People analytics continues to be one of the hottest topics in HR. Companies are more focused than ever before on gaining insights around previously hard-to-measure factors like employee engagement, projected growth, and ROI of benefit offerings. And with the array of systems utilized by HR teams, relevant data is more accessible than ever.
But, from turnover rate, to career path ratio, to employee net promoter score, it can be hard to keep track of all the HR metrics buzzwords tossed around. Feeling overwhelmed? Here’s why not using HR data might actually be hurting your business—and some tips to turn your data strategy around.
Inefficient Hiring Practices
Issue: A long “time to fill” open positions can hurt your company in a few ways. It prevents your recruiting team from moving efficiently through all open positions, and it hurts employees who may be shouldering the weight of extra responsibility that the open headcount will help tackle. If your company continually misses the mark here, it may be a sign you’re not attracting the right candidates. It could be time to take a second look at your employer branding.
Solution: Tracking and monitoring time to fill is crucial for your company’s growth and reputation. Luckily, calculating average time to fill is easy. Simply divide the sum of all positions’ time to fill by the total number of openings filled. If you want to get more specific, drill down by seniority or department.
Issue: Equal pay has become a hot topic across many companies. While some are pledging to provide equal pay for all employees at all levels, others have made all salaries transparent company-wide. Everyone wants to promise their employees fair compensation, but it can be hard to ensure you’re doing so without tracking salary data.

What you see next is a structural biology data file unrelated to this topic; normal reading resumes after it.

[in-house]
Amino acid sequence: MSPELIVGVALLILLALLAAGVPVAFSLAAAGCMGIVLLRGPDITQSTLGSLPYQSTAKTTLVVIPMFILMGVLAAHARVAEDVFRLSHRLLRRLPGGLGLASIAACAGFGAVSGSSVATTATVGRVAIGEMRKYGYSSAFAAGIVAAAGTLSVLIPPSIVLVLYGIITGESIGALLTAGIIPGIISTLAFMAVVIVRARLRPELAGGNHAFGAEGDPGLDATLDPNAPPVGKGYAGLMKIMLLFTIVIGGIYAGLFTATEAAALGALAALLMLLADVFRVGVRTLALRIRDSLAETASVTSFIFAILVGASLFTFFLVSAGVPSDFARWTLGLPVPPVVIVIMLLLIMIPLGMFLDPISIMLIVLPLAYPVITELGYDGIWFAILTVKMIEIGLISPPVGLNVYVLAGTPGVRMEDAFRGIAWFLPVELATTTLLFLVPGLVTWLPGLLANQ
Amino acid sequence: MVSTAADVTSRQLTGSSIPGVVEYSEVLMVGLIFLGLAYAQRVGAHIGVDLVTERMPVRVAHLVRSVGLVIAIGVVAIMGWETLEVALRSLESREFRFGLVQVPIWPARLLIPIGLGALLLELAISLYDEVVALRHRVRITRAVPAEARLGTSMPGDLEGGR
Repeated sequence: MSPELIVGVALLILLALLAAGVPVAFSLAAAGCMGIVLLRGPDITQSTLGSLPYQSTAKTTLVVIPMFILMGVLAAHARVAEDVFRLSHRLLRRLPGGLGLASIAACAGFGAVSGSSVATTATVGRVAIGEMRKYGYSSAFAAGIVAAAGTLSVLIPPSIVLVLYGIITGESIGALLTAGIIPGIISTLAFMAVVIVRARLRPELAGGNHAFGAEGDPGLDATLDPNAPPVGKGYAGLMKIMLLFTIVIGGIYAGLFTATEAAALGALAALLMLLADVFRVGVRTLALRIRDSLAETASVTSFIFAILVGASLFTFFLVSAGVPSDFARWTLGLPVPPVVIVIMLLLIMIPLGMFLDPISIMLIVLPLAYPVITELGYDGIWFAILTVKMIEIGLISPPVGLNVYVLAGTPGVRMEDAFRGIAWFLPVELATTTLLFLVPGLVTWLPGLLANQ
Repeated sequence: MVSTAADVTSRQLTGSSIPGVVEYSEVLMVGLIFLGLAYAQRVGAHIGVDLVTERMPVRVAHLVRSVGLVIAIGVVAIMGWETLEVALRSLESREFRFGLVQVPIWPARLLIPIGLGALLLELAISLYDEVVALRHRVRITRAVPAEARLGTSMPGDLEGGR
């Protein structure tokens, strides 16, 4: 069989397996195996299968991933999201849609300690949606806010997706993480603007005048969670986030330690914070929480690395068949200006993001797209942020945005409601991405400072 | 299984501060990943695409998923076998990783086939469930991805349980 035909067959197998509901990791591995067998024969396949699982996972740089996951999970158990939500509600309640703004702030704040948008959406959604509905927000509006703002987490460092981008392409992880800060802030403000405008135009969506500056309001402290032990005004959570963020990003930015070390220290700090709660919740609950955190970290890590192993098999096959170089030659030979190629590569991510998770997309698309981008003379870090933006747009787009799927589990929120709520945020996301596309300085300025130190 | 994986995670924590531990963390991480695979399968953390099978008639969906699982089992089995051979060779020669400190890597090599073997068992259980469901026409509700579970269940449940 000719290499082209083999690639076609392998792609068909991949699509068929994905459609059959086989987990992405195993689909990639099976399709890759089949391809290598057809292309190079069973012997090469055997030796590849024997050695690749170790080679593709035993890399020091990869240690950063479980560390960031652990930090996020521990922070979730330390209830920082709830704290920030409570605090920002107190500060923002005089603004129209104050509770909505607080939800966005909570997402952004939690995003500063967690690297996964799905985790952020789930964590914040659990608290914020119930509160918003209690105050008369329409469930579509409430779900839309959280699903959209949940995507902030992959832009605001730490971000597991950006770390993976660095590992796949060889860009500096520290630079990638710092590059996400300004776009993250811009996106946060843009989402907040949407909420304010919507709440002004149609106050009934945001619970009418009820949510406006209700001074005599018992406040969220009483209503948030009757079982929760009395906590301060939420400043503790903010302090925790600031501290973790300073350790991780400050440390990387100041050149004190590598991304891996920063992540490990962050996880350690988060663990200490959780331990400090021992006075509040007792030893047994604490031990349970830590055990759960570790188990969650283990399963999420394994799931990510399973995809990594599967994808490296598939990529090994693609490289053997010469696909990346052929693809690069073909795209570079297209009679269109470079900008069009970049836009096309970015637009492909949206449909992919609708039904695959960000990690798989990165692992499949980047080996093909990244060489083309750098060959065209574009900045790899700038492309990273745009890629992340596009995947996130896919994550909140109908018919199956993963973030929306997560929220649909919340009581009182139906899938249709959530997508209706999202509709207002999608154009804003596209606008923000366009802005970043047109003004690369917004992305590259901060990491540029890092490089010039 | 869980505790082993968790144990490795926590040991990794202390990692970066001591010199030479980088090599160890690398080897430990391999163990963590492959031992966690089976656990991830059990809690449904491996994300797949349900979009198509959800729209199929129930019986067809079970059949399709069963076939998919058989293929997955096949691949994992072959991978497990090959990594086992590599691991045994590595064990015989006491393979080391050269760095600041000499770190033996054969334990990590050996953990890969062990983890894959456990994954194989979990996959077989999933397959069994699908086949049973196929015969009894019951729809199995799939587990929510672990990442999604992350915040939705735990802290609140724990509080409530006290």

Solution: Calculating trends in pay can be done by running simple reports, including but not limited to: salary, gender, department, and seniority. For a more in depth analysis, check out this Gender Pay Gap Guide.
Issue: Today’s employees expect an awesome employee experience, filled with both perks and purpose. But it can be tough to measure the impact of a fully stocked kitchen or offering summer Fridays. As a result, many companies struggle to prove the ROI of their culture-building initiatives.
Solution: Before the snack budget is completely depleted, consider measuring Employee Net Promoter Score (eNPS) in your next engagement survey. Capturing eNPS can help you understand employee engagement. It also gives you a baseline to measure against over time, giving you an ongoing idea of how employees perceive their work environment.
Employee Advancement Confusion
Issue: As we approach the summer, many companies will run mid-year performance review cycles. With that comes the inevitable requests for promotions. It can be tricky for both employees and managers to navigate employee advancement if you don’t have any basic metrics that inform how your company handles career progression.
Solution: To better manage expectations, share promotion benchmarks across the company. Start by looking at previous employees who were promoted to determine the average salary increase. Next, check tenure before promotion to help hiring managers determine if someone is ready for an upward move. If someone isn’t there yet, consider offering lateral opportunities for employees looking to develop their skill set.
Lack of Emphasis on Diversity
Issue: While diversity in the workplace has long been a topic of discussion for HR and the C-Suite, Millennials and Gen Z grew up in an era where the nuances of identity are acknowledged and celebrated. They’ll expect to see diversity and inclusion in the office, so it’s important to stay ahead of the curve.
Solution: To provide a holistic view of your office, calculate diversity benchmarks by reporting on employee demographics—such as age, gender, and ethnicity. Make sure to keep this data anonymized, especially in smaller offices, as race and ethnicity can potentially reveal the identity of an individual if exposed with other personal information.